DUNEDIN — Against any other team, he doesn’t try to throw the ball hard enough to knock over a tree.
Against any other team, he doesn’t try to make every pitch perfect.
Against any other team, he probably just does what he has the past three seasons, and that’s dominate.
But Wednesday night at the Englebert Complex against Dunedin, Taylor Layner tried to be great, when he really doesn’t need to try that hard.
“Taylor was a little excited,” said Osceola coach Stefan Futch.
Osceola’s little lefty, a 5-foot-8 senior firebrand with a 90 mph fastball who can throw with the best of them and has an FSU scholarship and a handful of interested pro scouts to prove it, could not overcome, well, Taylor Layner.
Futch was worried about Dunedin, a team he says has notoriously good first and second innings, starting fast, but he never thought his starting pitcher would help it do it.
In the first inning, Layner walked three batters — two with the bases loaded — and hit another (bases also loaded).
He almost pulled off one of his signature escapes, where he loads the bases and goes 3-and-0 on a hitter before striking out the side.
But he fell one strikeout short of escaping without any damage, and ended up throwing 38 pitches in all, very few of them any good.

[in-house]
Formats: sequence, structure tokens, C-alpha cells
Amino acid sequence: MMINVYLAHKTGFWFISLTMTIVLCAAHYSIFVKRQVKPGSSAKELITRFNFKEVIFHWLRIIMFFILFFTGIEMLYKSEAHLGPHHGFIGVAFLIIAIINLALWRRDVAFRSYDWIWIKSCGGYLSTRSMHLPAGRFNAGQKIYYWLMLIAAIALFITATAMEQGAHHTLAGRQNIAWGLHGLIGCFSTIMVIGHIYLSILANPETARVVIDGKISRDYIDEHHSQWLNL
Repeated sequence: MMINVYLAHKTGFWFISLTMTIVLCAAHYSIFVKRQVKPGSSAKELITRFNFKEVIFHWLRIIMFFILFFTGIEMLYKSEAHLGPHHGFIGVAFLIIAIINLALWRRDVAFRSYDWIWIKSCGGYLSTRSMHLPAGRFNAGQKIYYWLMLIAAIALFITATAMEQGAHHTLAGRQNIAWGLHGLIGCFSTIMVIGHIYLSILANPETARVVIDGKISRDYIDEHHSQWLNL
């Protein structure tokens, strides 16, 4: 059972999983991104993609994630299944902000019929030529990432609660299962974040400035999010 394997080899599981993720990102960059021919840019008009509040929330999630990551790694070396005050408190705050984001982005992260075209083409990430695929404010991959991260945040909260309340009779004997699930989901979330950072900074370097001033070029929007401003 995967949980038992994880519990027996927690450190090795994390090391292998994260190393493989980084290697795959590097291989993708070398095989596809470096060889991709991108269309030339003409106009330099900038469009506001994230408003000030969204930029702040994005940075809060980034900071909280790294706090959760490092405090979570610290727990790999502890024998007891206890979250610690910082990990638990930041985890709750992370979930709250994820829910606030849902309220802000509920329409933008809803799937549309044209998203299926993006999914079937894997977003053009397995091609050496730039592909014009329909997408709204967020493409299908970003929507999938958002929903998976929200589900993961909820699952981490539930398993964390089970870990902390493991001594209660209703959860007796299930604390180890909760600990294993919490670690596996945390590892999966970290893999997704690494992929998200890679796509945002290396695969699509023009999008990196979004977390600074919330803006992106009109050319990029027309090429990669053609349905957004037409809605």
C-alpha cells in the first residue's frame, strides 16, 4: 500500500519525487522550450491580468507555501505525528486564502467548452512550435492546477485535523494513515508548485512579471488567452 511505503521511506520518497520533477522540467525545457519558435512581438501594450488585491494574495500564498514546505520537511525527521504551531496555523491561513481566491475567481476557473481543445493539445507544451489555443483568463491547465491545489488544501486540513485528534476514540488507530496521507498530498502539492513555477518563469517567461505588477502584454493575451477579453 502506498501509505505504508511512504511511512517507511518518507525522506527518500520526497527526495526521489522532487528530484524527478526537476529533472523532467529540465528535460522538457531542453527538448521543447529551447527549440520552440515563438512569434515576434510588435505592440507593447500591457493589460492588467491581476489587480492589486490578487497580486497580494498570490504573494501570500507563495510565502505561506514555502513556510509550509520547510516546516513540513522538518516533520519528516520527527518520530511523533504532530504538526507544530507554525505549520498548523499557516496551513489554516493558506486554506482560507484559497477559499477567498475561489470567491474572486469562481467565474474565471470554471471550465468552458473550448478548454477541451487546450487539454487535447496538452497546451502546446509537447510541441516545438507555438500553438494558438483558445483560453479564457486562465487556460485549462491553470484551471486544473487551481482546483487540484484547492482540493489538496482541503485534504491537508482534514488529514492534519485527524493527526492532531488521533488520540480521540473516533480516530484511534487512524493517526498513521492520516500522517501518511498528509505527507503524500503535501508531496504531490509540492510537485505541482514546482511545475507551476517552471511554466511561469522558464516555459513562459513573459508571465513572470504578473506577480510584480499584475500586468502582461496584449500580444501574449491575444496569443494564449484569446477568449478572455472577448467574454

In the second inning, he threw 30 more, most of them balls again.
And that was pretty much his night: six runs allowed, and just two hits, an infield chopper and a blooper to right-center.
Layner, who took off afterward in a hurry, is much better than he showed against Dunedin, whose mystique may have done more damage to Layner’s ERA than its aluminum bats.
But he is a fierce competitor who was eager — maybe too eager — to get the ball against Dunedin. He’ll be even more eager to get it next week against either Lakewood or Seminole, to erase Wednesday’s performance.
Chances are, we won’t see anything close to a repeat.
Dunedin’s Aaron Chesson, however, is counting on one.
He was typical Dunedin on Wednesday night — calm, cool, consistent.
In four innings of work, the sophomore right-hander gave up no runs, two hits and struck out six.
A reliever making his second start, he smiled coyly before suggesting he may be making more starts in the future.
“Trying to lock down that No. 3 starter’s spot,” the 16-year-old said.
In his first start, against St. Petersburg Catholic, he didn’t quite make it to four innings, but he struck out six.
He didn’t win that game, though.
This one, he did.
“My first,” he said.
And probably not his last.
Thanks to a strong start by Chesson, the Falcons picked up a back-to-back-nights sweep of Seminole and Osceola and showed, once again, they lead the county’s arms race and are at this moment the team to beat.
For Osceola, it was the Warriors’ first loss of the season.
It was a chance to make a statement after eight wins, against average competition, to prove how good they are.
Like their best player, the Warriors will have to wait another week to do so.